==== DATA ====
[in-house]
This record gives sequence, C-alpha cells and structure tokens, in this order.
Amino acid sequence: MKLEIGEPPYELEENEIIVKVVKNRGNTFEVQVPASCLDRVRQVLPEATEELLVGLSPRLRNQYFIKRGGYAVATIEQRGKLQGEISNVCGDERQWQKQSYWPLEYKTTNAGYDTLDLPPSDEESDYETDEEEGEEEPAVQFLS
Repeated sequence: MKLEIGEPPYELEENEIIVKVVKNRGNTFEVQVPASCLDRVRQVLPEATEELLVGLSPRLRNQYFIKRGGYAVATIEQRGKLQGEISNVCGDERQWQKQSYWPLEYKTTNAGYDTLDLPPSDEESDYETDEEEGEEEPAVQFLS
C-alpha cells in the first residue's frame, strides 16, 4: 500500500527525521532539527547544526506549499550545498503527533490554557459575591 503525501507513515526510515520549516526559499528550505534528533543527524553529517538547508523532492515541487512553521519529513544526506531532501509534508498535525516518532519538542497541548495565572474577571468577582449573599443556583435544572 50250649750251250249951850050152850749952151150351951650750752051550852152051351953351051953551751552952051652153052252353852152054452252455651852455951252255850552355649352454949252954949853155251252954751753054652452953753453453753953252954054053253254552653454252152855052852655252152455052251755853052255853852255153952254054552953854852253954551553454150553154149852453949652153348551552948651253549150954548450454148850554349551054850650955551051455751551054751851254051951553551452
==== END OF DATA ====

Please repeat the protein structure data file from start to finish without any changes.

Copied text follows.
[in-house]
This record gives sequence, C-alpha cells and structure tokens, in this order.
Amino acid sequence: MKLEIGEPPYELEENEIIVKVVKNRGNTFEVQVPASCLDRVRQVLPEATEELLVGLSPRLRNQYFIKRGGYAVATIEQRGKLQGEISNVCGDERQWQKQSYWPLEYKTTNAGYDTLDLPPSDEESDYETDEEEGEEEPAVQFLS
Repeated sequence: MKLEIGEPPYELEENEIIVKVVKNRGNTFEVQVPASCLDRVRQVLPEATEELLVGLSPRLRNQYFIKRGGYAVATIEQRGKLQGEISNVCGDERQWQKQSYWPLEYKTTNAGYDTLDLPPSDEESDYETDEEEGEEEPAVQFLS
C-alpha cells in the first residue's frame, strides 16, 4: 500500500527525521532539527547544526506549499550545498503527533490554557459575591 503525501507513515526510515520549516526559499528550505534528533543527524553529517538547508523532492515541487512553521519529513544526506531532501509534508498535525516518532519538542497541548495565572474577571468577582449573599443556583435544572 50250649750251250249951850050152850749952151150351951650750752051550852152051351953351051953551751552952051652153052252353852152054452252455651852455951252255850552355649352454949252954949853155251252954751753054652452953753453453753953252954054053253254552653454252152855052852655252152455052251755853052255853852255153952254054552953854852253954551553454150553154149852453949652153348551552948651253549150954548450454148850554349551054850650955551051455751551054751851254051951553551452